It is with a little bit of a tear in my eye that I report the demise of Atlantis Computing. It was well-known that it was looking for a buyer. I noticed that Atlantis employee Jim Moyle had jumped ship to FSLogix; this piqued my interest, as he had been there for the majority of the company’s life. I have had a bit of a love-hate relationship with Atlantis. Its original ILIO product, although technically interesting, was in the beginning as stable as an isosceles triangle standing on its point. However, the company had weathered that storm, and its USX product line was rock solid. I could have made this post a postmortem piece, but I will leave that to others.
The demise of Atlantis Computing got me thinking about the HCI sector in general. There has been a lot of consolidation in that space in the recent twelve months or so. Nutanix finally IPOd, SimpliVity was bought out by HPE, and Cisco got a little cosier with Springpath and Pivot3.
HCI is a valid infrastructure model. You bring your storage back to the compute layer, removing your distributed SAN. For some workloads, but not all, this makes perfect sense. Nutanix has had early mover advantage and has benefited from having its business model ratified by VMware’s introduction of VSAN. You could even argue that it is successful in terms of customers, but it is still losing money hand over fist, quarter on quarter.
And herein lies the issue I have with HCI vendors. Why would I do this when I can roll my own for much cheaper from a single vendor, such as with VMware’s vSphere and VSAN or Microsoft’s 2016 Hyper-V and Storage Spaces Direct? The HCI vendors would argue that they have special sauce in their little black boxes that makes them taste better. However, in this throwaway commodity world that we live in, do people still want that boutique experience from a hardware vendor? HPE and Lenovo (ex-IBM) are finding their traditional server market stranglehold squeezed by white-box providers (HPE suffered a 14.3% drop in unit growth in Q1 2017 over Q1 2016; Lenovo had an even worse drop, of 27.3%). Admittedly, the others include Nutanix, but the vast majority of devices are legitimate white-box servers by vendors like Supermicro.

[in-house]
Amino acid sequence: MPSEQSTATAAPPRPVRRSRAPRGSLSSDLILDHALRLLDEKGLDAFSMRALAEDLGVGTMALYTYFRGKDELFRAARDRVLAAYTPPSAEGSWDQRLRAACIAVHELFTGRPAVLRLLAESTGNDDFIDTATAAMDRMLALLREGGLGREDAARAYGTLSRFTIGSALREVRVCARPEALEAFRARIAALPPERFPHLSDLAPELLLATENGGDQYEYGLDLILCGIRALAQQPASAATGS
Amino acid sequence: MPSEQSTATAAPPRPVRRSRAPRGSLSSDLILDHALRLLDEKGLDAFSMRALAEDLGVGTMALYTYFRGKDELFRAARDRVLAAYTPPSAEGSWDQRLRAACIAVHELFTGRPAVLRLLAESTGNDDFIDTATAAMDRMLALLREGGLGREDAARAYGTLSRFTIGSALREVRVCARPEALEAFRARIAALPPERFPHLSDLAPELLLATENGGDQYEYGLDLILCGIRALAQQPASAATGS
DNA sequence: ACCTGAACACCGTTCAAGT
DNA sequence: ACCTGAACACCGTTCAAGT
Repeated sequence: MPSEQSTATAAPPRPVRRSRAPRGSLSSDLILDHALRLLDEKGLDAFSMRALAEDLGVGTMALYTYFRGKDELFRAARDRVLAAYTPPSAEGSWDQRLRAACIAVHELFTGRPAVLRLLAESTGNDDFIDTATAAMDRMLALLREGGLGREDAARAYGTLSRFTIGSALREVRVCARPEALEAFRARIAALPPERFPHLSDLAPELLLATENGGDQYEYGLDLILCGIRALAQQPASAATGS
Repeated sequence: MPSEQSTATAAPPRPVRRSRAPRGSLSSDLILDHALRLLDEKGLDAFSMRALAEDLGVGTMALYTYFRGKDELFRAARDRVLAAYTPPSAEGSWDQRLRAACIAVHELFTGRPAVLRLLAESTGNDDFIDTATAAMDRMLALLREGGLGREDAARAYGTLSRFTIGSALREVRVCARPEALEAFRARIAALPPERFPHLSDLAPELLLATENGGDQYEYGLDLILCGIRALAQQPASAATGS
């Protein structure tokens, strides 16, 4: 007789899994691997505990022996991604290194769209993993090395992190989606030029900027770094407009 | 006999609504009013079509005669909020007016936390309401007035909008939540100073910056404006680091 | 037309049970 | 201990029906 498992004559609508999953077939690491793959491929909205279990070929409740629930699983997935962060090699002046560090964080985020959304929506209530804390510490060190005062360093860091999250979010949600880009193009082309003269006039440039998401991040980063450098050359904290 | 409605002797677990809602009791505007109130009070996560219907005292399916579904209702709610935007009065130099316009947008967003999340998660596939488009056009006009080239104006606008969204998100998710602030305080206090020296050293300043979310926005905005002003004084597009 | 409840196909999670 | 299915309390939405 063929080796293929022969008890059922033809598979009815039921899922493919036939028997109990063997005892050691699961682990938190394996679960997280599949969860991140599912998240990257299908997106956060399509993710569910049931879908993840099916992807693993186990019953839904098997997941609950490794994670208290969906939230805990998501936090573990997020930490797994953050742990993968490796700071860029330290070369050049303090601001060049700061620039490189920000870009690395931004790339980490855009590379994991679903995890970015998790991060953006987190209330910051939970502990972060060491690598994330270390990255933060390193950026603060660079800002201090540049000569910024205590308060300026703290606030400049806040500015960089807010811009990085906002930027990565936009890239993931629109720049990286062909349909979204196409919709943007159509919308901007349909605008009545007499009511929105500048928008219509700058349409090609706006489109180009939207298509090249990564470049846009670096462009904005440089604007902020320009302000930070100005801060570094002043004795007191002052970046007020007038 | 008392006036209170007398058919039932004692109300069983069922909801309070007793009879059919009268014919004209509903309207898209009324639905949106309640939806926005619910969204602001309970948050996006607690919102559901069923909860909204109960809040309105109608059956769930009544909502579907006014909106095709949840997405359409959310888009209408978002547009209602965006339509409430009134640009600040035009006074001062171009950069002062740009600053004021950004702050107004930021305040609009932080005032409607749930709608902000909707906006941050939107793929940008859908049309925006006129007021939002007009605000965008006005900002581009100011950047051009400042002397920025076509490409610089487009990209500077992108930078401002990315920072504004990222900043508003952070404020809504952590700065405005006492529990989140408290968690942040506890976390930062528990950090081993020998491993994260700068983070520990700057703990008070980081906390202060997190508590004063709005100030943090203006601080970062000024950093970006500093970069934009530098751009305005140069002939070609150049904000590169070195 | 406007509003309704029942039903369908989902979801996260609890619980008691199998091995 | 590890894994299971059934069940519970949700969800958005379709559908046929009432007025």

What does all this mean? I think the HCI bubble may have burst. Sure, we will see certain vendors moving units, perhaps even moving toward profitability, but I truly believe that Atlantis is not the last casualty of this consolidation period. That said, Atlantis’s demise could be a result of its fairly recent conversion to physical HCI with the introduction of its HyperScale units. Prior to this, it was a pure software play with first ILIO and later USX. Selling hardware units is difficult. In fact, as a go-to-market strategy, it was a difficult sale. It was a technical sale in an era of C-level briefings, and from the perspective of a C-level exec, it was quite a high-risk decision.
Nobody, including arguably the forebear of the converged/hyperconverged revolution, VCE, has truly been able to solve this issue for the enterprise. vBlock’s vxRail and vxRack never really sold in great numbers (units sold, not money spent). It will be interesting to see if Dell can do any better now that it wears the mantle.
Other Issues with Modern HCI
HCI vendors like to talk about web-scale, but what exactly is this? Well, for one thing, it is not is a four-node rebadged Supermicro FatTwin SLED unit. Real web-scale vendors do not grow in four-node FatTwin units. Facebook, Google, and Amazon grow in units of multiple racks in size. Another issue for the HCI vendors is that the low-hanging fruit has been picked, and HCI vendors are now having to compromise on their vision to gain more customers or to drive further inroads into an incumbent customer’s infrastructure. Storage-only nodes and compute-only nodes are in reality anathema to an HCI model, but Nutanix and SimpliVity offer one or the other. Those entities are hardly an HCI appliance. A rather unfortunate downside of this compromise on this model is that it causes a significant reduction in performance for those workloads that are effectively running remote from their storage. This is one of the main reasons why Nutanix acquired PernixData: it was to return to its concept of data as being as near to the compute as possible, or data locality.
Atlantis Tech will live on in a new entity called HiveIO. These are an early-stage NYC-based startup with interests in the VDI/DaaS space. This is arguably the best place for USX to live. Hopefully, it will not move forward with hyperscale. What is interesting is that HiveIO has morphed out of the finance industry, which incidentally, is where Atlantis had the majority of its customers. One thing of interest it the fact the Kevin McNamara, HiveIO’s CTO, was head of Research and Development for JP Morgan End User Compute, and its Chief Engineering Officer, Ofer Bezalel, is also ex-JP Morgan, the same company that incidentally was one of Atlantis Computing’s earliest customers and investors.
I had several good friends who were employed by Atlantis. I wish them well for their next position. It is their customers who I truly worry for, though.